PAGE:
EU Defense Union Worries Americans, Social Democrats Rally the Troops

American officials caution against weakening NATO. Germany’s Social Democrats rally support for another grand coalition.

NATO secretary general Jens Stoltenberg speaks with Defense Secretary James Mattis and Ambassador Kay Bailey Hutchison of the United States going into a North Atlantic Council meeting in Brussels, February 14
NATO secretary general Jens Stoltenberg speaks with Defense Secretary James Mattis and Ambassador Kay Bailey Hutchison of the United States going into a North Atlantic Council meeting in Brussels, February 14 (NATO)

Americans continue to worry that closer defense cooperation in Europe might compromise NATO.

Echoing Madeleine Albright’s “three Ds” — no duplication, no decoupling, no discrimination against non-EU NATO states — Kay Bailey Hutchison, the United States ambassador to NATO, warned on Wednesday that European efforts shouldn’t be “protectionist, duplicative of NATO work or distracting from their alliance responsibilities.”

“In Texas we say, ‘If it ain’t broke, don’t fix it,'” the former senator added.

But transatlantic solidarity goes two ways. On the same day Hutchison cautioned European allies against weakening NATO, Defense Secretary James Mattis hectored them for failing to meet their defense spending targets.

Their boss, Donald Trump, has in the past declared NATO “obsolete”. Little wonder Europe is making its own plans.

Many of which complement NATO, from improving mobility by creating a “military Schengen” to developing a European infantry fighting vehicle.

Also read Tobias Buck in the Financial Times, who reports that Germany still has a long way to go before it can lead a European army.

Social Democrats rally the troops

Social Democratic Party (SPD) leaders in Germany are rallying support for another grand coalition with Angela Merkel.

Andrea Nahles, who is likely to succeed Martin Schulz as party leader, told members in North Rhine-Westphalia that Merkel is on the way out. “The chance to renew stands before us,” she said.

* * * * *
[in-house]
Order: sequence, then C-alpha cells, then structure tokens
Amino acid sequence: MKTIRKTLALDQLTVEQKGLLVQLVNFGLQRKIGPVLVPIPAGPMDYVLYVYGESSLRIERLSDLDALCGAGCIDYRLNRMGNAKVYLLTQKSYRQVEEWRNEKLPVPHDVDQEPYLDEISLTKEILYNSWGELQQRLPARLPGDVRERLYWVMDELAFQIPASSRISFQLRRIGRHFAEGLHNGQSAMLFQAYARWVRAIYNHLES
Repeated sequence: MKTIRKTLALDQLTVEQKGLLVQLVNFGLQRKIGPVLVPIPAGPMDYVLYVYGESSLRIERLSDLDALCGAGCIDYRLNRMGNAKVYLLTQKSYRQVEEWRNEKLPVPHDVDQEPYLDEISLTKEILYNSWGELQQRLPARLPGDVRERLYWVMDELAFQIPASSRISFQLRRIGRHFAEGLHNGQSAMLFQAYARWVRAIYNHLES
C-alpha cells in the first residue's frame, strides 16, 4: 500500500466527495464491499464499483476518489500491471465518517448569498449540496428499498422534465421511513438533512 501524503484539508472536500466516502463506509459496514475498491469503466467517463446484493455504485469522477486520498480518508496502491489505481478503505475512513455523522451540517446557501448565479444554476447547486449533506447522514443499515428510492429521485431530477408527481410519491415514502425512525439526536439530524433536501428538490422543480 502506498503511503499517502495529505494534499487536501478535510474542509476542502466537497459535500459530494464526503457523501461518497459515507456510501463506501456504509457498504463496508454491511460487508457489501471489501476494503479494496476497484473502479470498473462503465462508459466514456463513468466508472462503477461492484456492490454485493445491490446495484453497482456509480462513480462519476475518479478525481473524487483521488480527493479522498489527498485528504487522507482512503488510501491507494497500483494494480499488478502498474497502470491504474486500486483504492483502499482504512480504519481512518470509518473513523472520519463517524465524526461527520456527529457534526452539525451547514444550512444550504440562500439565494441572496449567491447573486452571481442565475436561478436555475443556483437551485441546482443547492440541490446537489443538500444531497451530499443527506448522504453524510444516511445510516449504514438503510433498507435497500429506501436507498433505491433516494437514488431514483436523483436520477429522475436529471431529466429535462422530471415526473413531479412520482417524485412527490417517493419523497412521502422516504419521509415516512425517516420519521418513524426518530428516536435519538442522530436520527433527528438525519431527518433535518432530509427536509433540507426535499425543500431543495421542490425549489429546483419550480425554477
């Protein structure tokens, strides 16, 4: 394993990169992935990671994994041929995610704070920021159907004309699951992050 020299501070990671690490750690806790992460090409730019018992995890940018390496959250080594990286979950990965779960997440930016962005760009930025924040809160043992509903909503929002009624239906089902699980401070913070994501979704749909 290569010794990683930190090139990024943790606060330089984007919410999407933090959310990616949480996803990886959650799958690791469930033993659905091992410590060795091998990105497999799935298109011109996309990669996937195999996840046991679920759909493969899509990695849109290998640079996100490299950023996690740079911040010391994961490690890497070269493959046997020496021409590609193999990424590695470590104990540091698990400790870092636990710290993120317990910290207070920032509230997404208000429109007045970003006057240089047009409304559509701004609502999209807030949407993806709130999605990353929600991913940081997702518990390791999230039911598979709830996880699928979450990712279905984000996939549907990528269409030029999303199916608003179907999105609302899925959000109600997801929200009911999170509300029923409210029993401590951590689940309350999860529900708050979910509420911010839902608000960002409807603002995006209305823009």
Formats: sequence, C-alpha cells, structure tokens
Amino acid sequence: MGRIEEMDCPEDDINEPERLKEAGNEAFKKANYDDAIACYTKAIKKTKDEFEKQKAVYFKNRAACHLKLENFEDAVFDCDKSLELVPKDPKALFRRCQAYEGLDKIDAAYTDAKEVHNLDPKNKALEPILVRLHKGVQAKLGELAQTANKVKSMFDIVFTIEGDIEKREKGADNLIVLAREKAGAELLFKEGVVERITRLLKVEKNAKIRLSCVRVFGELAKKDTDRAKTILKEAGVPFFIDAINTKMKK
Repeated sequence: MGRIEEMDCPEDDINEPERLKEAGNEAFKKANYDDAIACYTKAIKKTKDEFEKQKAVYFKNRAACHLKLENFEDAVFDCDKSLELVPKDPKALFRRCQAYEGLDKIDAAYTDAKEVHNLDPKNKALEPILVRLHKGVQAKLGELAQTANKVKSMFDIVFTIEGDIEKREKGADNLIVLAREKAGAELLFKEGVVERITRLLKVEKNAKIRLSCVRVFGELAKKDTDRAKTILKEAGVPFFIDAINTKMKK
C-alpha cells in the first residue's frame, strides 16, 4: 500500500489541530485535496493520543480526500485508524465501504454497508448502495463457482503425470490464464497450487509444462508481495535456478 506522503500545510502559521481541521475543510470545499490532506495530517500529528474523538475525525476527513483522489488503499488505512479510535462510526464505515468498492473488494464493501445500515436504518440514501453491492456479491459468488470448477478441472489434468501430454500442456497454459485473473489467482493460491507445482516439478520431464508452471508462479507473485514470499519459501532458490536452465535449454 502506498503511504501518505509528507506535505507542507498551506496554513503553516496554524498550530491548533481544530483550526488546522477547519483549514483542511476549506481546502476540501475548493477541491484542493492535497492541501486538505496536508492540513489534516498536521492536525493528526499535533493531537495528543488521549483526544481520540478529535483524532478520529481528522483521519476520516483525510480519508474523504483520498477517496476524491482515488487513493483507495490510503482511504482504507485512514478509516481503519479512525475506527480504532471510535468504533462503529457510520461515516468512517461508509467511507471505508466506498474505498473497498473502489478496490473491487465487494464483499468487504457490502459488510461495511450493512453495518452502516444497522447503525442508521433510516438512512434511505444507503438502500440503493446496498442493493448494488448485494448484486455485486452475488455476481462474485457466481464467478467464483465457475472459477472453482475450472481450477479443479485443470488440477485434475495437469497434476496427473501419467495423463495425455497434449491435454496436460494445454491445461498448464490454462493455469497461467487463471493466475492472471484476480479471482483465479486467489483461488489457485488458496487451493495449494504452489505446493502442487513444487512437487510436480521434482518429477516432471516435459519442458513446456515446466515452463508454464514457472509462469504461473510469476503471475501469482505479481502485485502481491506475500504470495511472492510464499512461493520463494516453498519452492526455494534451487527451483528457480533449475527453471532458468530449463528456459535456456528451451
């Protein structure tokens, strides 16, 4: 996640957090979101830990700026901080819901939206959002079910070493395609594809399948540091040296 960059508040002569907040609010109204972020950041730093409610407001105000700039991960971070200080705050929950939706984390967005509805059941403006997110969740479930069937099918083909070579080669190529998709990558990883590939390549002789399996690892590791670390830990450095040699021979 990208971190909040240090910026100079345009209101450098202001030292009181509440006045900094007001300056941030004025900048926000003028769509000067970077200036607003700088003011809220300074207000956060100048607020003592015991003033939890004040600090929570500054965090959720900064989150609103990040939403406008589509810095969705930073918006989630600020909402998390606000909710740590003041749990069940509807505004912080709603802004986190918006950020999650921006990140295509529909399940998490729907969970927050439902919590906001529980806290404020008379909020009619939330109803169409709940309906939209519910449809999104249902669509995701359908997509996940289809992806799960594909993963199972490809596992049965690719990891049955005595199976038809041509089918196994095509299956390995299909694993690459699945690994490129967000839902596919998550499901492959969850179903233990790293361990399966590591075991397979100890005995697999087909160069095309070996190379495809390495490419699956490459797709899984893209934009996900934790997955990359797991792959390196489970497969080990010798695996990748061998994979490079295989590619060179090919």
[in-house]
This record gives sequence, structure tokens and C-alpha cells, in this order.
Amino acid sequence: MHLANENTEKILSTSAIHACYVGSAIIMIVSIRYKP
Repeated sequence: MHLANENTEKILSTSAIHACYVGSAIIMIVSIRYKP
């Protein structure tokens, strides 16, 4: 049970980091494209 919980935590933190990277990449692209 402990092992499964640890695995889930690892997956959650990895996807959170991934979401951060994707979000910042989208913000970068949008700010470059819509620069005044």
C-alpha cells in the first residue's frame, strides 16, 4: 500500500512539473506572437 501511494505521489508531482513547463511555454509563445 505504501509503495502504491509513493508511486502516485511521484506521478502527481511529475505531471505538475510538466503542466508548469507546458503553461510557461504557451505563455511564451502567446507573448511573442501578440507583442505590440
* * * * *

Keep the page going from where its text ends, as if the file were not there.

Olaf Scholz, the centrist mayor of Hamburg and finance minister to-be, urged support for the coalition in order to get reforms in Europe: “The window of opportunity is now, not in five or ten years.”

Also read Matthew Karnitschnig in Politico: Social Democrats settle scores.

Macron mulls creation of European party

Emmanuel Macron is seriously mulling the creation of a new pan-European party.

Libération reports that the French president believes the center-right European People’s Party (EPP) has been “compromised” by the inclusion of former Italian prime minister Silvio Berlusconi and Hungary’s Viktor Orbán. The center-left Party of European Socialists (PES) is, to Macron’s mind, “inconsistent”.

European Commission president and EPP heavyweight Jean-Claude Juncker pooh-poohed Macron’s criticism and suggested that voters should shun parties that fail to join one of the existing blocs.

Possible allies for Macron include Matteo Renzi’s Democrats in Italy, who currently group with the PES, and Albert Rivera’s Citizens in Spain, who are now a member of the Alliance of Liberals and Democrats for Europe (ALDE).

Conservatives’ risky culture-war strategy

Stephen Bush writes in New Statesman that Britain’s Conservatives are mimicking the culture-war strategy of America’s Republicans. The former calculate that centrist and liberals voters who backed EU membership are lost. The only way to win back a majority is to lure pro-Brexit Labour Party voters to the right.

That is not impossible. To an extent, that is what happened in the 2017 election.

But there are two problems with this strategy:

  1. Just as working-class whites who switched from the Democrats to Donald Trump are a shrinking, if potent, demographic, there will be fewer and fewer pro-Brexit Labour Party voters each year and (relatively) more and more centrists, liberals and urbanites.
  2. It bets the Conservative Party’s fate on Labour failing to improve Jeremy Corbyn’s popularity or replacing him with a moderate.

Again, it may work — for a while. Longer term, Conservatives need to find a better message than the half-measure between Thatcherism and one-nation conservatism they offered voters last year, just as James R. Pritchett argued here at the time.